You have to go out. So, we're not waiting for them to come to Hosea Feed the Hungry's office, we're actually going out to where they are, apartment complex, churches, wherever it is. We give the churches the food to help. We give schools, other social service organizations, the ability to be able to help. And Dr. King's birthday is a sign that we will come together and we are going to be victorious by the time all of this really is over.

BLACKWELL: So, I understand that there's a special dedication of your annual event of Dr. Martin Luther King's birthday. Tell us about that and how that relates to the shutdown for the federal workers?

OMILAMI: We could do nothing less. This is the most appropriate thing you can do to honor Dr. King, Hosea Williams, all of the great leaders that taught us, my wife and I, Elizabeth, how to do this. To do anything less -- I mean, parades are fine. I'm not knocking anything. But you have to put action to the hurting people who say what are you going to do? It doesn't matter, Buddhist, Hindu, Muslim, Christian, Jew, black, white, this is about people coming together and continuing the legacy of Dr. Martin Luther King, Jr. in the highest way possible.

BLACKWELL: Now, you have extra families that need help because of the shutdown, because of the furlough furloughs, but this is traditionally I understand, a difficult time for food banks, for charities, because you're coming right off the holidays.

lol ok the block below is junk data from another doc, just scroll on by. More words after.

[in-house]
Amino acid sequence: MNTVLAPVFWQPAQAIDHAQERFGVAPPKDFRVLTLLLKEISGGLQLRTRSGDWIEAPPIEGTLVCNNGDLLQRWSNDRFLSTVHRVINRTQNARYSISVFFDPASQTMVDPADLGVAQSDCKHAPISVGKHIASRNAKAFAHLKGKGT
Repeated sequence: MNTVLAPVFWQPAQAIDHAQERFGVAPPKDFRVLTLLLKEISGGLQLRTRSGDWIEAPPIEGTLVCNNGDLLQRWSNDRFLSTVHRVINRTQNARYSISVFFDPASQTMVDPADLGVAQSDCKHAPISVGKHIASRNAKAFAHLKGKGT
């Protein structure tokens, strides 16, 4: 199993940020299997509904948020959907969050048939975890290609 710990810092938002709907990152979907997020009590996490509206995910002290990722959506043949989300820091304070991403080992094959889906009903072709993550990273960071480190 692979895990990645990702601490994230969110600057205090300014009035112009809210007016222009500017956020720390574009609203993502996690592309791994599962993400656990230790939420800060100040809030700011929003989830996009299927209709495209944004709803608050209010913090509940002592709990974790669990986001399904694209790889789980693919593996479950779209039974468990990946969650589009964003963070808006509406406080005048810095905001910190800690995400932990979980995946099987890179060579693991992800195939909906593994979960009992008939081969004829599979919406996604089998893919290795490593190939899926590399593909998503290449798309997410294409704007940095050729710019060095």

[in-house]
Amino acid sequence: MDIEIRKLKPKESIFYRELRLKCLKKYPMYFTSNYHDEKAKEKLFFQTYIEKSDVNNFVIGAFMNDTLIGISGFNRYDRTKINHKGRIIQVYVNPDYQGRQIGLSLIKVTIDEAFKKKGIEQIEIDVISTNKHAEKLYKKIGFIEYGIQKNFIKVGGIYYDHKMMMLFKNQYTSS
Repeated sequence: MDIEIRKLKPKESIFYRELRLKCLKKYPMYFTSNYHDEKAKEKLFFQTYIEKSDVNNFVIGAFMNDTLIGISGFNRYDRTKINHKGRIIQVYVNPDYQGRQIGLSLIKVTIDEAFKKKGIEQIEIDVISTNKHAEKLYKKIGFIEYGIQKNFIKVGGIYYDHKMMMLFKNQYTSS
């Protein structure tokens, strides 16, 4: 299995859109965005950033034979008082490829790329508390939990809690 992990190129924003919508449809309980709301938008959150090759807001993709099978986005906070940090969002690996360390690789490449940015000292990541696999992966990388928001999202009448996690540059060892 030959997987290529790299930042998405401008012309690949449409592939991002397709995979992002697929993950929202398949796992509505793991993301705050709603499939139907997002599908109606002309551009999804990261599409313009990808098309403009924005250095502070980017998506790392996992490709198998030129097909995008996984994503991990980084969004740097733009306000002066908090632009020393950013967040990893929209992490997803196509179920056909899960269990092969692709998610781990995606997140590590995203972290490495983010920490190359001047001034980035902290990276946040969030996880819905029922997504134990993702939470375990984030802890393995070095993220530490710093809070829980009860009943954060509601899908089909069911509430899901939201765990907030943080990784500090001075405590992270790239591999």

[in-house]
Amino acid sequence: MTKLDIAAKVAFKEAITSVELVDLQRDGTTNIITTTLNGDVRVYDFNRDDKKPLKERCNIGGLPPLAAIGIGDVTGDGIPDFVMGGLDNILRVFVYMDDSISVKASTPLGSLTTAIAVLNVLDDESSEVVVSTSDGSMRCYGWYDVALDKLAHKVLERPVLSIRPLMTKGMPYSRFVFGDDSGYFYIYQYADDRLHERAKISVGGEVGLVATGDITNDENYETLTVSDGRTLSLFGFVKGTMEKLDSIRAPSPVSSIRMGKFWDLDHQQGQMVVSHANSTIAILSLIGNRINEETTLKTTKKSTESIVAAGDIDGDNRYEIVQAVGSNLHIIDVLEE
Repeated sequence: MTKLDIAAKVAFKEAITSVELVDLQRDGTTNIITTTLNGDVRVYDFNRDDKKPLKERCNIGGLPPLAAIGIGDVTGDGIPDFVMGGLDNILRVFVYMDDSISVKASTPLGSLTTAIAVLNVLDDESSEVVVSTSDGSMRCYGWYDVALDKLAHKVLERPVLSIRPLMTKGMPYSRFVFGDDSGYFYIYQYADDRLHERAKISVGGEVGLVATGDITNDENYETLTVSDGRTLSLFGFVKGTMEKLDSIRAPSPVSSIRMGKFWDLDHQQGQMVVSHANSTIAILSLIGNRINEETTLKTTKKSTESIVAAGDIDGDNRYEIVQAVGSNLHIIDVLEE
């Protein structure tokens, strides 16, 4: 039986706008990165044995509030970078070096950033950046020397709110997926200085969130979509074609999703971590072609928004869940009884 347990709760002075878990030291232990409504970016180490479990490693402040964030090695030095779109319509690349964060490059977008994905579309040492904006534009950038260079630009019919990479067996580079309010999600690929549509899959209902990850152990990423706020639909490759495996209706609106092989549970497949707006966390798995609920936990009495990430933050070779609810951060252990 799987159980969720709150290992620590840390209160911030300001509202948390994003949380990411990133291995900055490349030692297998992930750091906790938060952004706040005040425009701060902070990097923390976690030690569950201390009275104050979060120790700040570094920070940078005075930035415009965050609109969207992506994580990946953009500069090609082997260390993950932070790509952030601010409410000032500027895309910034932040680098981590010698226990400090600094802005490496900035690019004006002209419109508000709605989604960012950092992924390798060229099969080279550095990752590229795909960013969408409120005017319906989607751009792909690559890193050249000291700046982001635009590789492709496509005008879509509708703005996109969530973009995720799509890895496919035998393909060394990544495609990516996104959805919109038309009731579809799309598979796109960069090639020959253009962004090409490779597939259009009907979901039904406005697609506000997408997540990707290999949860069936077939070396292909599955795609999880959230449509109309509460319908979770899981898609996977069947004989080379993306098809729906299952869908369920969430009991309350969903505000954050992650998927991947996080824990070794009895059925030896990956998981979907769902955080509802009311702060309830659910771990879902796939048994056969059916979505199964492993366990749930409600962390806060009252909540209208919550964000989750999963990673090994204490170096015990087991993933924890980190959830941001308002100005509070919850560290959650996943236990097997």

OMILAMI: You just spoke it right there. People are willing to give to you from a window, let's say, October through the end of December. After that, the window starts closing down. And now, with the need coming from more families, we're hard-pressed to try to meet the greater demand. But we have no choice but to go into the bottom of what we have and pull it all out for these families because but for the grace of God, it could be me. Two or three paychecks, I don't know what my life would be like, and many Americans. But this is the way Atlanta is saying we will stand by these dedicated workers. Many are heartbroken, feeling betrayed, 20, 30 years of faithful, loyal work to a government, and now you have to question where you get your meals.

BLACKWELL: Well, I thank you for the work that you do. Listen, I know people have to give around the holiday season.